In Adam Bede, George Elliot cast supposedly ordinary country folks living their rustic life in 18th Century England but among those folks are some remarkable qualities that make them interesting characters to study. Let us have a look at some of them.
Adam Bede is the eponymous protagonist of the novel. He is a poor carpenter in the village of Hayslope but with many qualities that give him the prospects of a prosperous future—old Martin Poyser once said to Adam, as quoted from the novel, “Never mind your being poorish yet, there’s money in your head-piece as there’s money i’ the sown field but it must ha’ time.”(Chapter 34, page 332). Adam is hardworking, industrious, intelligent, and highly skilled in his carpentry.
The folks in the neighborhood admire him for his honesty and integrity as well as for his handsome looks—he is twenty-six years old, stands over six feet tall, with broad shoulders, dark eyes, and full dark hair. He is, however, unfazed by their praise and admiration because he believes a man ought not to be praised for doing his duty and that he must exhibit those good qualities he is praised for.
Adam is not so keen on the traditional notions of spirituality and religion himself, he believes that one can commune with God by earnestly doing one’s ordinary human activities as much as by praying. However, he is accommodating of others whose perception of religion is different from his and is very fond of his zealously religious brother Seth.
He respects the social order in his society and holds those in social classes above him in high esteem.
Even with all his good qualities, Adam Bede is not without faults. He is proud and judgemental. He is hard and intolerant of things he perceives as faults and weaknesses in other people, for instance, he is harsh on his father for being a drunkard; impatient with his mother for being fretful; and vengeful to Arthur for falling into the temptation of Hetty’s beauty and charms. But he is a helpless romantic despite himself and is blinded by Hetty’s beauty so much that he does not see her coldness and selfishness even when he hears of her crime.
But as the story progresses, Adam Bede’s character develops and he becomes more humble and learns to be tolerant, empathetic, and less judgmental. He regrets his harsh treatment of his father, becomes more tender to his mother, and is no more vengeful on Arthur.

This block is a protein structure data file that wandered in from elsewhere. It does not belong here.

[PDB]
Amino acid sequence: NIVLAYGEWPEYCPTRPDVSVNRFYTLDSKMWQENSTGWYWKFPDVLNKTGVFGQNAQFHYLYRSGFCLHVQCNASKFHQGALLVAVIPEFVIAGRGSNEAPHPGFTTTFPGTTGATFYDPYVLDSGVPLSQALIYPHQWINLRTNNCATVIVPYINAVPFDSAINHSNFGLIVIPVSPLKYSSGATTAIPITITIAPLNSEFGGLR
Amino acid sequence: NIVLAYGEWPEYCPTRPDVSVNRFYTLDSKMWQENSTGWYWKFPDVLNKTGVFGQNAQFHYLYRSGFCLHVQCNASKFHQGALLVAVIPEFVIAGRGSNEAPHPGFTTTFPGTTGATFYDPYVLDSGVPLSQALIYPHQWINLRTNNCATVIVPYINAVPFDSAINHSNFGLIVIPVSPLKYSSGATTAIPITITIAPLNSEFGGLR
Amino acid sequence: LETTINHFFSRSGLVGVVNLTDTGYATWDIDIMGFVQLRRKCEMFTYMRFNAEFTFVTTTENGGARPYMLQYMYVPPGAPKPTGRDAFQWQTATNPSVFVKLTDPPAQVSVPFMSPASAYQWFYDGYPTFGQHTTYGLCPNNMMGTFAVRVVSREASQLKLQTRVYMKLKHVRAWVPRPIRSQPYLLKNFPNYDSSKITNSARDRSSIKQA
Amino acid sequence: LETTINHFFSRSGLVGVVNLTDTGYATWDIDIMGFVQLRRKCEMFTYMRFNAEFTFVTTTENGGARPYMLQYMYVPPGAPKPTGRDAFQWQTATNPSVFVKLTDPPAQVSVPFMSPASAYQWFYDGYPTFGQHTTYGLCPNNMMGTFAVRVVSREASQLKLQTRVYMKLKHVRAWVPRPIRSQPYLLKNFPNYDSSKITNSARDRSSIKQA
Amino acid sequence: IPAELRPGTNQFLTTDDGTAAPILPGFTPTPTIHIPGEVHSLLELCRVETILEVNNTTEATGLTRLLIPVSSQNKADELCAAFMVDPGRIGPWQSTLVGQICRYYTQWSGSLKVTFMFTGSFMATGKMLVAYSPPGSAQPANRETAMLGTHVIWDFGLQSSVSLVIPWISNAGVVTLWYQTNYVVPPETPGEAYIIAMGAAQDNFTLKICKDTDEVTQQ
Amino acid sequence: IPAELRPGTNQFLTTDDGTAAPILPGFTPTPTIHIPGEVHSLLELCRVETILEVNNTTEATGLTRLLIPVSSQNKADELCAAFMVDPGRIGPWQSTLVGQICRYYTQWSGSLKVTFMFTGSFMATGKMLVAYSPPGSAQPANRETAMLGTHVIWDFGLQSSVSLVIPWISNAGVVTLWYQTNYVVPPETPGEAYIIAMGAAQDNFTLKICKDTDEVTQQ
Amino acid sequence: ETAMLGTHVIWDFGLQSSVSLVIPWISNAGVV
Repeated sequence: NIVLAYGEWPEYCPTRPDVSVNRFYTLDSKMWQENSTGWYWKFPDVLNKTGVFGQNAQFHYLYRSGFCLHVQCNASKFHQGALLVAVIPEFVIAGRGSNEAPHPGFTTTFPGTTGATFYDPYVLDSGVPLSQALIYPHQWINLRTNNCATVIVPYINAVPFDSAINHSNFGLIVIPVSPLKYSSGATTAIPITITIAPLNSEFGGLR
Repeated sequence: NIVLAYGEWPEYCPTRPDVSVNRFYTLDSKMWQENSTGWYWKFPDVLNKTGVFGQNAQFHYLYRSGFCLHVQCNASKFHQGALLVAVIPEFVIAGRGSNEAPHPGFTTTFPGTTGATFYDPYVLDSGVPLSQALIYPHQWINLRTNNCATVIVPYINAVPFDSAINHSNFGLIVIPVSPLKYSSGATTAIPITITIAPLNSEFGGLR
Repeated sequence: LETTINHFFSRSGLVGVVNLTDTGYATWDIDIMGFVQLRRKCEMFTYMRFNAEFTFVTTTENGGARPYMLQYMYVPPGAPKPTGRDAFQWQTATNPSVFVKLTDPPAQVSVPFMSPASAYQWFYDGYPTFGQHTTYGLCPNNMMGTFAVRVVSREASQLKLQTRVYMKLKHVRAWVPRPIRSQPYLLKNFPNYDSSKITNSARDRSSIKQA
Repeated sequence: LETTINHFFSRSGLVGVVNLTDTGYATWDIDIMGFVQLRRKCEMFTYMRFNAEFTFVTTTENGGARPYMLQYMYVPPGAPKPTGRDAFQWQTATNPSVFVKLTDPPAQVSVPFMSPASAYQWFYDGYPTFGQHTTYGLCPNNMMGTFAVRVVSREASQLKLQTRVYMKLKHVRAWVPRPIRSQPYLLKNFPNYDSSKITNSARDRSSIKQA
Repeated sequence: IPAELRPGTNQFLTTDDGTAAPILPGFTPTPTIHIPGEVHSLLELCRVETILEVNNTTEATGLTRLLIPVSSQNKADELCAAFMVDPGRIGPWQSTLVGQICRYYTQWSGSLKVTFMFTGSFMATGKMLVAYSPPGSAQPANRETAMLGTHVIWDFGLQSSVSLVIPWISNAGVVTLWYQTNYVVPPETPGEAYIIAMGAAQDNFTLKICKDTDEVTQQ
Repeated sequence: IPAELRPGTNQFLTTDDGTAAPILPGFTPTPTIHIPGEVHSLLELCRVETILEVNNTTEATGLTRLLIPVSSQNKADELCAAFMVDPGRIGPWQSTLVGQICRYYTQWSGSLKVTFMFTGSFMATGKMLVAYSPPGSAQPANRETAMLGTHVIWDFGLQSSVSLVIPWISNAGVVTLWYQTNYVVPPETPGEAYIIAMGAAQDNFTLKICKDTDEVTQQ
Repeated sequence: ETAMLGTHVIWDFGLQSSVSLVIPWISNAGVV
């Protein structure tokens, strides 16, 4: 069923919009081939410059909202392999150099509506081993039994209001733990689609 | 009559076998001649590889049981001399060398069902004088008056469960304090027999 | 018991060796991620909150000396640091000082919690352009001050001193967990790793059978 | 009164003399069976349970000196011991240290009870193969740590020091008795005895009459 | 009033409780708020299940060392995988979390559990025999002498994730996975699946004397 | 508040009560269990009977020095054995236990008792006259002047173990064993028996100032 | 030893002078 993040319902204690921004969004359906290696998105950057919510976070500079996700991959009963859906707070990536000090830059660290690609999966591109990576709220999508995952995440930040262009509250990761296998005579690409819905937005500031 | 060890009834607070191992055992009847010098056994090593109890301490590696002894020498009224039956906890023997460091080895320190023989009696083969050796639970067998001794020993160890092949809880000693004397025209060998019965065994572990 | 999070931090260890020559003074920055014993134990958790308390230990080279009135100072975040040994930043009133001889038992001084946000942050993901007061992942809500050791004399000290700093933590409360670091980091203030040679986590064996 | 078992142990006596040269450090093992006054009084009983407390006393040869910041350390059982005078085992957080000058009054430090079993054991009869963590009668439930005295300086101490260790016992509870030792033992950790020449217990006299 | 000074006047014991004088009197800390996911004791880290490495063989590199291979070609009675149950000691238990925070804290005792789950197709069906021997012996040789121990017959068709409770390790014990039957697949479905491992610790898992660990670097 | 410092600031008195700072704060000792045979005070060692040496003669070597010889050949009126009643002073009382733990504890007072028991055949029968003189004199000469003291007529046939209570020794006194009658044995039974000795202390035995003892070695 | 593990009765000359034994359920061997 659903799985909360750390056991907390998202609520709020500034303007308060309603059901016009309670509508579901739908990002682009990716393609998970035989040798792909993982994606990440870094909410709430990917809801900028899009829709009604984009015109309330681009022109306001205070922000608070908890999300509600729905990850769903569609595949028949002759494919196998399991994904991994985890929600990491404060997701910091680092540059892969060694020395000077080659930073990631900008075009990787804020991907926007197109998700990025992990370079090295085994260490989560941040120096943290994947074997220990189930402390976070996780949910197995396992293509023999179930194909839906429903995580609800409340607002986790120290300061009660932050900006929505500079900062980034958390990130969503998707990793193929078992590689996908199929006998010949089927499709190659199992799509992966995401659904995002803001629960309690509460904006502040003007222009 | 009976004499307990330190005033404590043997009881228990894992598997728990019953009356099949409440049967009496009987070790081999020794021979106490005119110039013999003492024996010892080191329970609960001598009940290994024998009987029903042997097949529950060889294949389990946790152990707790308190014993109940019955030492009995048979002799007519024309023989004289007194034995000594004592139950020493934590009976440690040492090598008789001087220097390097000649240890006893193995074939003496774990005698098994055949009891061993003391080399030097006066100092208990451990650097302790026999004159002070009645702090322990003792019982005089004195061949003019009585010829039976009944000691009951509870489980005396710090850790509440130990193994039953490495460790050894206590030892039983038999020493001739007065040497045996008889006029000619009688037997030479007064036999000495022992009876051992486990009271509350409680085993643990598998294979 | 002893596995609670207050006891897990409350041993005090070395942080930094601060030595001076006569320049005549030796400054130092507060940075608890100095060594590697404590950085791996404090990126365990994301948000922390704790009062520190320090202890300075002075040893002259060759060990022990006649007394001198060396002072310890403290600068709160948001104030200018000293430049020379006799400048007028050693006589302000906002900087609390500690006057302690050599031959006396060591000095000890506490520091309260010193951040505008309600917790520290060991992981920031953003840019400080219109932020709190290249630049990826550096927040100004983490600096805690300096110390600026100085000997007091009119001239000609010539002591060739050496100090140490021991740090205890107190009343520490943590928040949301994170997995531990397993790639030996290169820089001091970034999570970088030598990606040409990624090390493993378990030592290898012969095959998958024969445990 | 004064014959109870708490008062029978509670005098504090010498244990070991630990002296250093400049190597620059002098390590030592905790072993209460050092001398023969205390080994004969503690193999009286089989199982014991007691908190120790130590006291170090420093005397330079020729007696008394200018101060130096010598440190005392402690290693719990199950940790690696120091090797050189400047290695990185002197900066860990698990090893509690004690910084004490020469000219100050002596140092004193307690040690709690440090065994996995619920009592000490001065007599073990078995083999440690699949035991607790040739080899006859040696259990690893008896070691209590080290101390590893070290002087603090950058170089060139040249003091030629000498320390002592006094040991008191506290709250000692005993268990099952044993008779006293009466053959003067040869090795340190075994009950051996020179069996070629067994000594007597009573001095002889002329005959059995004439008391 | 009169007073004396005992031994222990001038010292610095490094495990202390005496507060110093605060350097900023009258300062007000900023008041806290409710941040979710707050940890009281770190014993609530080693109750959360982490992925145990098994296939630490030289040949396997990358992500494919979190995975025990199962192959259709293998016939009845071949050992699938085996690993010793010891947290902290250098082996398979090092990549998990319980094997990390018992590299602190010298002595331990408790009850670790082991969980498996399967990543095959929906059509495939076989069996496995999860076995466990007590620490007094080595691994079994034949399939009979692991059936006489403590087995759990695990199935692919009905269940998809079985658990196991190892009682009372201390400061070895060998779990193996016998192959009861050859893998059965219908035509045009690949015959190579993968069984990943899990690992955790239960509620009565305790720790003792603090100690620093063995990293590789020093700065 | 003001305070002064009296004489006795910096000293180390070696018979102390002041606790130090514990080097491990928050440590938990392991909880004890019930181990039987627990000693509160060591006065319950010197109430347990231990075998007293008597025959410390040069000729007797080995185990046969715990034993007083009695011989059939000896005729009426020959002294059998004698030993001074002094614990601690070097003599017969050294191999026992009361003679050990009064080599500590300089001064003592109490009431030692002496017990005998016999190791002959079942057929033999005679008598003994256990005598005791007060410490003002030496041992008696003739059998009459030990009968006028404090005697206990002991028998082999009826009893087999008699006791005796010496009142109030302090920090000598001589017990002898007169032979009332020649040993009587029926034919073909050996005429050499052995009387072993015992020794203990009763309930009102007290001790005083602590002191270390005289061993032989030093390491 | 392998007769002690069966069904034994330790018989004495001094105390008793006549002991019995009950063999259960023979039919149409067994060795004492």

She is a beautiful Methodist preacher devout in her spirituality and careless of her physical beauty. She is very altruistic, always trying to help the needy even at the expense of her comfort. She dresses demurely and goes about preaching to people in a simple, matter of fact way without any affectations of piety or dramatic reproaches.
She is kind in her words and gentle in her manners but with a strong will that cannot be dissuaded from her decisions once made. For instance, when she decides to leave the comforts of Hall Farm and return to Snowfield to continue her evangelism, not even the pleas of Adam, Lisbeth, Seth, and the entire household of the Hall Farm could change her resolve to leave.
She is very fatalistic and believes everything– from the first words she reads when she randomly opens her bible, to an unexpected visit from a love interest– is a supernatural sign from God.
In the course of the story, she learns to balance the altruism of her spirituality with the humanism of seeking her own happiness and realizes that they are not mutually exclusive.
She is an orphan girl living with her uncle on their countryside farm. She is beautiful and very young (only seventeen years old) and has a juvenile self-absorption in her beauty and youth. She knows how to act coquettish and charm people with her beauty and loves being admired.
She is very deft at her dairy work, and even Mrs. Poyser, her hard to please aunt, never finds anything to complain about in her butter and cheese. However, she does her chores only perfunctorily and particularly hates babysitting her little cousin Totty.
She loves bright colors and fancy dressing, secretly buying pretty earrings with her savings and coveting the trendy fashion of upper-class ladies. She nurses dreams of marrying into the gentry to have an unlimited array of fancy things to wear. Beyond her beauty which attracts people to her, she is cold and unsympathetic and only cares about her selfish gratification.
She cares a lot about being admired but that also gives her a strong sense of shame which makes her run away when she gets pregnant out of wedlock and even contemplates suicide because she cannot stand the thought of being mocked by her family and folks in her village. She is proud and stubborn and obstinately denies her crime when arrested and tried in court, showing no outward signs of emotion.
She has a great zest for life and despite contemplating suicide numerous times, she usually finds reasons to procrastinate taking the action, and even when she is sentenced to death, she is filled with despair and trepidation. She cares more about her physical wellbeing than about the religious stance of her soul and in Dinah’s preaching and consolation in the hope of a blissful afterlife if she repents, she only worries that there is no hope of saving her from the impending physical death she has been sentenced to.